The city of Cleveland has sued 21 banks for their involvement in subprime lending, seeking millions of dollars in costs stemming from record foreclosures, a spokesman for Mayor Frank Jackson said today.
The lawsuit, which was filed in Cuyahoga County Common Pleas Court, targets banks that took part in the subprime mortgage market, accusing them of creating a public nuisance.
It alleges that the banks involved bought and sold high-interest rate home loans, leading to widespread defaults that exhausted the city’s tax base and turned entire neighborhoods upside-down.
“To me, this is no different than organized crime or drugs,” Mayor Jackson said in an interview with Cleveland-based paper The Plain Dealer. “It has the same effect as drug activity in neighborhoods. It’s a form of organized crime that happens to be legal in many respects.”
Jackson contends that Cleveland should have been excluded from the housing boom, pointing to the manufacturing downturn and widespread poverty within the city, and the fact that prices remained relatively flat despite jumping elsewhere.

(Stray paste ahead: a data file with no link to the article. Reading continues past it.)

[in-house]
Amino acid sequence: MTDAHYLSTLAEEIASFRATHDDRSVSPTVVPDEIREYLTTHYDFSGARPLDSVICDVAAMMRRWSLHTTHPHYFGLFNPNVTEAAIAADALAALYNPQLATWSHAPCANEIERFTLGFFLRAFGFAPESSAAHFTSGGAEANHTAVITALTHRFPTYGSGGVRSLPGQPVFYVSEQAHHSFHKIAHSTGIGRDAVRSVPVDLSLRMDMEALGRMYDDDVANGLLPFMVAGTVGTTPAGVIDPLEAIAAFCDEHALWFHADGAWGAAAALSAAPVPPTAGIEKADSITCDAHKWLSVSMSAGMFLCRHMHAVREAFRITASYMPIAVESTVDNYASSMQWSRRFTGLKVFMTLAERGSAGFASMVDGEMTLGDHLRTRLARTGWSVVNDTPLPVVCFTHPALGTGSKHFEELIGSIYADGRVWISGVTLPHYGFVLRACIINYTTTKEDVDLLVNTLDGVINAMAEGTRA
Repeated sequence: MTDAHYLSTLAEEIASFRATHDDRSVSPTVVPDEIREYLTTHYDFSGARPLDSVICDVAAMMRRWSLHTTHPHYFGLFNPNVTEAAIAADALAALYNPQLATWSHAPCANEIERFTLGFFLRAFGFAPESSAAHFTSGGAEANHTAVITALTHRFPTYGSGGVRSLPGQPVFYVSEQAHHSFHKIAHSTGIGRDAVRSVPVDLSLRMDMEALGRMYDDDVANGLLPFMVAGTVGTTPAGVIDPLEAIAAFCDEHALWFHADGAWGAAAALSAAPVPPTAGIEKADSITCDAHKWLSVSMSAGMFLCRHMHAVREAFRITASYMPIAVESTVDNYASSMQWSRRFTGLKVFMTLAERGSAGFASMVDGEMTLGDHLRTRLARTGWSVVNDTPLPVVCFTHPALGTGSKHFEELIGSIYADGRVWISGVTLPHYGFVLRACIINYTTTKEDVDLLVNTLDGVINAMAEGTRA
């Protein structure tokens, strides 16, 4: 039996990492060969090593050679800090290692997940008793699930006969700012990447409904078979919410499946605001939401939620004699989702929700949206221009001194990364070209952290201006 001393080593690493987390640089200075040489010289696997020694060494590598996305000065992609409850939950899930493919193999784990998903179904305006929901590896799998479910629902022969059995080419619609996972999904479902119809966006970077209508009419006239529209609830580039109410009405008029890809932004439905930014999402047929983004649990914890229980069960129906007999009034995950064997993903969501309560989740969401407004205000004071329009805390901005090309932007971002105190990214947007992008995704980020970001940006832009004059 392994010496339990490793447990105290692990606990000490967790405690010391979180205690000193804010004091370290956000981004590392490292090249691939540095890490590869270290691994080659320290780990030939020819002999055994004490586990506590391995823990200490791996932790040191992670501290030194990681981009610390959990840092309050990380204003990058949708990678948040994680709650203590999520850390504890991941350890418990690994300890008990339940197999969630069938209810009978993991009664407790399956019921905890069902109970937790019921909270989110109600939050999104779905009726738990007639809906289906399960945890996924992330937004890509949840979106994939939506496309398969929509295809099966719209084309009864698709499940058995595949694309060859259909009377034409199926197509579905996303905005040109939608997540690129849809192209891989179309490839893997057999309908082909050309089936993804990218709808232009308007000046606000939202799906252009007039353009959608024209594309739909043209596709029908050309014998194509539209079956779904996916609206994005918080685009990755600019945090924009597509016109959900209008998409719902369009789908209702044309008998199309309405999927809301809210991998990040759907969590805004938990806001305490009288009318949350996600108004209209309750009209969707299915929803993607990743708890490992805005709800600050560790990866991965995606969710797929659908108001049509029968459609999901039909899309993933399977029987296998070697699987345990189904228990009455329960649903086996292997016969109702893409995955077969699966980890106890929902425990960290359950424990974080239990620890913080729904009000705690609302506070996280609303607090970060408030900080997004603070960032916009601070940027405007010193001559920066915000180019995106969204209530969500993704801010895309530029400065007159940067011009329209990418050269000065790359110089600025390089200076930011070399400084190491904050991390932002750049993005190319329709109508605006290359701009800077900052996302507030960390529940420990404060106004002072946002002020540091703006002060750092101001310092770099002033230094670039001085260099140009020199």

The banks and mortgage lenders involved include Bank of America, Citigroup, Credit Suisse, Deutsche Bank Trust, J.P. Morgan Chase, Merrill Lynch, HSBC, Ameriquest, Washington Mutual, Countrywide Financial, Morgan Stanley, and Well Fargo, according to spokeswoman Andrea Taylor.
According to the city’s approximations, Deutsche Bank led the way with 4,750 foreclosure filings, followed by Wells Fargo with 4,000, Ameriquest with 1,600, and Countrywide with 1,300.
“We are attempting to hold the various people responsible for this mess accountable,” Taylor said.
Taylor noted that the city has lost millions in tax revenues and has incurred higher public safety costs as a result of the foreclosures.
Ohio Attorney General Marc Dann is also considering a state lawsuit against investment banks for their involvement in the mortgage crisis.
Dann noted that he is investigating “some of the very same people” identified in the city’s suit, and said a state filing is months away and probably wouldn’t be submitted as a public-nuisance case.
“There’s clearly been a wrong done, and the source is Wall Street,” Dann said in a phone interview. “I’m glad to have some company on my hunt.”
Cleveland had the 10th-highest foreclosure rate among U.S. metropolitan areas in October, and the state of Ohio had the third-highest total of filings in November, according to research company RealtyTrac.